Racing the Track

It has been a while since I have written an article, but between exams and moving out of my apartment, I have been going like crazy.  But, I have something to look forward to….nationals.  This goes for professional and amateur.  By now, most of the Area Qualifiers are finished up and the Regional Qualifiers are shaping up.  The Area races are more like your local races with a few new people.  But for the most part, you will be racing some familiar faces.  However, once you get to the Regional race, there are going to some big names.

No matter what region you are from or what class you race, there is always going to be one person that everyone is worried about.  I can remember when I was at an Area Qualifier a few years back and there was one guy I was always worried about.  He was consistently up front and I could never catch him.  So, the whole time I was on the line, I was thinking about how fast he was.  I doubted myself and my abilities before my bike was even started.  This negative thinking played a big part and screwed up my race.

One of my biggest problems was that I would always put the “faster” person on a pedestal.  I would compare myself to them and always seem to trick myself into thinking they were so much better than me.  These kids who you see on videos and in magazines are just like you.  They are human and they can be beaten.  However, instead of trying to race them, race the track.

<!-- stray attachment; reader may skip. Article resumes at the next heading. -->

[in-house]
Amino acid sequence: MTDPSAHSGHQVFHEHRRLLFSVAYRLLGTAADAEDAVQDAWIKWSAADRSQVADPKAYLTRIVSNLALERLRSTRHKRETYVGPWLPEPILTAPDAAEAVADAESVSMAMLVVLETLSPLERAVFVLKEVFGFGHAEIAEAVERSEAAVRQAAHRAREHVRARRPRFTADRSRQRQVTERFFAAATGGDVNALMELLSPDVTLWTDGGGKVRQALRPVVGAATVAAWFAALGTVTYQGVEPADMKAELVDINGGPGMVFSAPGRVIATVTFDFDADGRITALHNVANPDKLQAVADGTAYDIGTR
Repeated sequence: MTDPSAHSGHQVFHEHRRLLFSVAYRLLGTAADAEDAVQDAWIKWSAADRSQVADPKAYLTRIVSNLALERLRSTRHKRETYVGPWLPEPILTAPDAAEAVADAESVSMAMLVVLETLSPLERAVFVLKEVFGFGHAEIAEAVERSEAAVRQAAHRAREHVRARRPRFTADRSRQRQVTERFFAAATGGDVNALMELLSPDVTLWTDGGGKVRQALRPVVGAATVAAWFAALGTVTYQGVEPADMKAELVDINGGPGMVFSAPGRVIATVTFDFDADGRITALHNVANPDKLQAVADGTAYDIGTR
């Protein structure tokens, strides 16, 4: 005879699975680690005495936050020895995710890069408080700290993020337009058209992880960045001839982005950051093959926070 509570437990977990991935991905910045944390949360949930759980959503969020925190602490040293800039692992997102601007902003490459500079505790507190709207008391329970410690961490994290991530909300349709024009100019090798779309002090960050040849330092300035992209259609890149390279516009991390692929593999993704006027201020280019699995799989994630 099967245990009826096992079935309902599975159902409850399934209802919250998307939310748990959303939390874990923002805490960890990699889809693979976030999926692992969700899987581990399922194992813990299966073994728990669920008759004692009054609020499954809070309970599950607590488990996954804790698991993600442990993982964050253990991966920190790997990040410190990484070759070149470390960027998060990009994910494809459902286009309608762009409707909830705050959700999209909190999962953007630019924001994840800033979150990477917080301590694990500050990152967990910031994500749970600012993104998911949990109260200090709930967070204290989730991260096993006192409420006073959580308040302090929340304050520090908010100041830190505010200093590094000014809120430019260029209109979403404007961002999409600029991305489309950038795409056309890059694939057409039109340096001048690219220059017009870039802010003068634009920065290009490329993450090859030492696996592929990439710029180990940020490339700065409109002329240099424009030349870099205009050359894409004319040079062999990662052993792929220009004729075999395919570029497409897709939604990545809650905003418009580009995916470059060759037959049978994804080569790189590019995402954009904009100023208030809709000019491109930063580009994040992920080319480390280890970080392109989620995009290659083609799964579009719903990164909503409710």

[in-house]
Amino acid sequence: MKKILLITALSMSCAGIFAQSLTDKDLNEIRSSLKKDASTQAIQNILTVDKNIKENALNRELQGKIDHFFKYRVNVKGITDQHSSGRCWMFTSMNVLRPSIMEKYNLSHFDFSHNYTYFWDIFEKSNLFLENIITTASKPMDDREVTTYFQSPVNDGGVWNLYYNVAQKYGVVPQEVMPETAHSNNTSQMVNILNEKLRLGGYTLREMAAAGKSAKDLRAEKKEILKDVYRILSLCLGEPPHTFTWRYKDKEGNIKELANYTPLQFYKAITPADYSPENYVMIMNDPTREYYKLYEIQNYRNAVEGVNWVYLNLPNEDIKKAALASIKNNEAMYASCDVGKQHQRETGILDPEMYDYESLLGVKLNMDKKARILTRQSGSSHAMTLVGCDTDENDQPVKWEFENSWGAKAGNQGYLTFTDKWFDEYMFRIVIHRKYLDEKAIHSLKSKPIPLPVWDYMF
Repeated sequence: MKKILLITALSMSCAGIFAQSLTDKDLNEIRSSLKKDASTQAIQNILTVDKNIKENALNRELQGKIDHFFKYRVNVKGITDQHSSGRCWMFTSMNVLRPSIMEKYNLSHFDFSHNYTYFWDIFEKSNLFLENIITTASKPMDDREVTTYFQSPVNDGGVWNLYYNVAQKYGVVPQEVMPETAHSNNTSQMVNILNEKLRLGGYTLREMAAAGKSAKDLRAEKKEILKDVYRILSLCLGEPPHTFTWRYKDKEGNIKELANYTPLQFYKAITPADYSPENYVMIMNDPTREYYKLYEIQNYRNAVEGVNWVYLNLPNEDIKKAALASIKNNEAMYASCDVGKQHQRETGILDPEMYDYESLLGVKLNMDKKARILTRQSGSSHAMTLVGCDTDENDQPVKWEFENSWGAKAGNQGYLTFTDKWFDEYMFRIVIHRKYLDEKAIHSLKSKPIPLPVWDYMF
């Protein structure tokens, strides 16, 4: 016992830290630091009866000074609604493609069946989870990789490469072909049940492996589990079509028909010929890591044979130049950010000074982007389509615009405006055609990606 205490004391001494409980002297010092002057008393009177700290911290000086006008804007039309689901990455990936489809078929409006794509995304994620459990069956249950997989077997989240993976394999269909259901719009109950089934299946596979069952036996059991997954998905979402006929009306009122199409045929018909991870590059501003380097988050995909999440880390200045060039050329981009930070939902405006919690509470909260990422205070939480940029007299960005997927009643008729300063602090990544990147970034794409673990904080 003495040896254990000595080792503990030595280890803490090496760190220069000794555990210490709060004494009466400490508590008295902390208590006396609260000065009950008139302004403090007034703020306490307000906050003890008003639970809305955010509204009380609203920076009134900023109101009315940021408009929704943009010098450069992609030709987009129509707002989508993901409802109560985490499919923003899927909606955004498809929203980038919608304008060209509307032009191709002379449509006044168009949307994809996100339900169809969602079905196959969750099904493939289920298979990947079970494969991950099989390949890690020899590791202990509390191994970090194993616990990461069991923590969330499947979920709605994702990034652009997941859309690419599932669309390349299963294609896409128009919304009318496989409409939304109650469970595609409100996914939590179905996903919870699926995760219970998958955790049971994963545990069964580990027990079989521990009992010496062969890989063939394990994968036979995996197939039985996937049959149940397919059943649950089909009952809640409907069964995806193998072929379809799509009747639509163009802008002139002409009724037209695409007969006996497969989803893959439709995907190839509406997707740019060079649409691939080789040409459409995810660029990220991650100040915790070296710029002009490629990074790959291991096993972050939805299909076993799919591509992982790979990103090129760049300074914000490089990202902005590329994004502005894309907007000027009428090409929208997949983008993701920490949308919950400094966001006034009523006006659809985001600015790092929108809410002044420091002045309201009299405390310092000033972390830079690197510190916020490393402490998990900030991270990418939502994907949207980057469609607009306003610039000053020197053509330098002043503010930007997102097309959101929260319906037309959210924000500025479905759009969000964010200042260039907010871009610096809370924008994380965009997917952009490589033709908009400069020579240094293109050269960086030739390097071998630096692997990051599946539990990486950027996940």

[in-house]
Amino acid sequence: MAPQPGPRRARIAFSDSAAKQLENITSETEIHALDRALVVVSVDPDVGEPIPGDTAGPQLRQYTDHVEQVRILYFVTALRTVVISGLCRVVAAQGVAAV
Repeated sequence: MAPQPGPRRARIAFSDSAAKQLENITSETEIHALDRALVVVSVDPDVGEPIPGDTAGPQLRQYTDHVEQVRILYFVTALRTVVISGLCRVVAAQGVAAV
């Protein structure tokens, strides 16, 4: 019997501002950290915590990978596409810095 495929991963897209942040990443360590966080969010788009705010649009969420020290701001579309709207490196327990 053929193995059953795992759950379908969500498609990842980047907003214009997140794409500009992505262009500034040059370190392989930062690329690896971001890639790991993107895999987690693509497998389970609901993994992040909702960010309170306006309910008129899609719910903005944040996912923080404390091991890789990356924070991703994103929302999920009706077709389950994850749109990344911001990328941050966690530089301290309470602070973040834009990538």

That is how every great rider trains and keeps their speed up.  When you stop worrying about who is on the gate with you and you ride the track, it is easier for you to get in the “zone” and settle into a fast race pace.  You almost need to look at the other riders as moving obstacles.  They are just in the way and you just need to get around them.  That’s it.  Attacking the track will help you keep your lap times down and you will always be charging when others are cruising.

If you qualified for a Regional race, congrats.  Just remember that everyone on the gate has two arms and two legs like you do.  Race the track and don’t worry about the other riders.


Posted on May 05 2010, under Riding Techniques, Training | No Comments »

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